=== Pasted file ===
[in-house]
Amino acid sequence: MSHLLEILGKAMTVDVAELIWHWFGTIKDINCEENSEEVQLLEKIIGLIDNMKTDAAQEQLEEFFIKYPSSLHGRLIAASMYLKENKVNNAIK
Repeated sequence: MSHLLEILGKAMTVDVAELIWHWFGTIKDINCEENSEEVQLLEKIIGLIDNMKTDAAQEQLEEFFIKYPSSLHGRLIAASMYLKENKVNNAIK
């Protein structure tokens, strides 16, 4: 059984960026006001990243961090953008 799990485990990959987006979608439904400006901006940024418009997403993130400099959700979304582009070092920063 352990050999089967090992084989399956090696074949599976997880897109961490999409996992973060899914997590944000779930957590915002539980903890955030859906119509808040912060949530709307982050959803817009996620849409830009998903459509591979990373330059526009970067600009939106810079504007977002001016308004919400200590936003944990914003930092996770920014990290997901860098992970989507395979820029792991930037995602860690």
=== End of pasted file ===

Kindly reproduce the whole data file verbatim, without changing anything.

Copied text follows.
[in-house]
Amino acid sequence: MSHLLEILGKAMTVDVAELIWHWFGTIKDINCEENSEEVQLLEKIIGLIDNMKTDAAQEQLEEFFIKYPSSLHGRLIAASMYLKENKVNNAIK
Repeated sequence: MSHLLEILGKAMTVDVAELIWHWFGTIKDINCEENSEEVQLLEKIIGLIDNMKTDAAQEQLEEFFIKYPSSLHGRLIAASMYLKENKVNNAIK
């Protein structure tokens, strides 16, 4: 059984960026006001990243961090953008 799990485990990959987006979608439904400006901006940024418009997403993130400099959700979304582009070092920063 352990050999089967090992084989399956090696074949599976997880897109961490999409996992973060899914997590944000779930957590915002539980903890955030859906119509808040912060949530709307982050959803817009996620849409830009998903459509591979990373330059526009970067600009939106810079504007977002001016308004919400200590936003944990914003930092996770920014990290997901860098992970989507395979820029792991930037995602860690």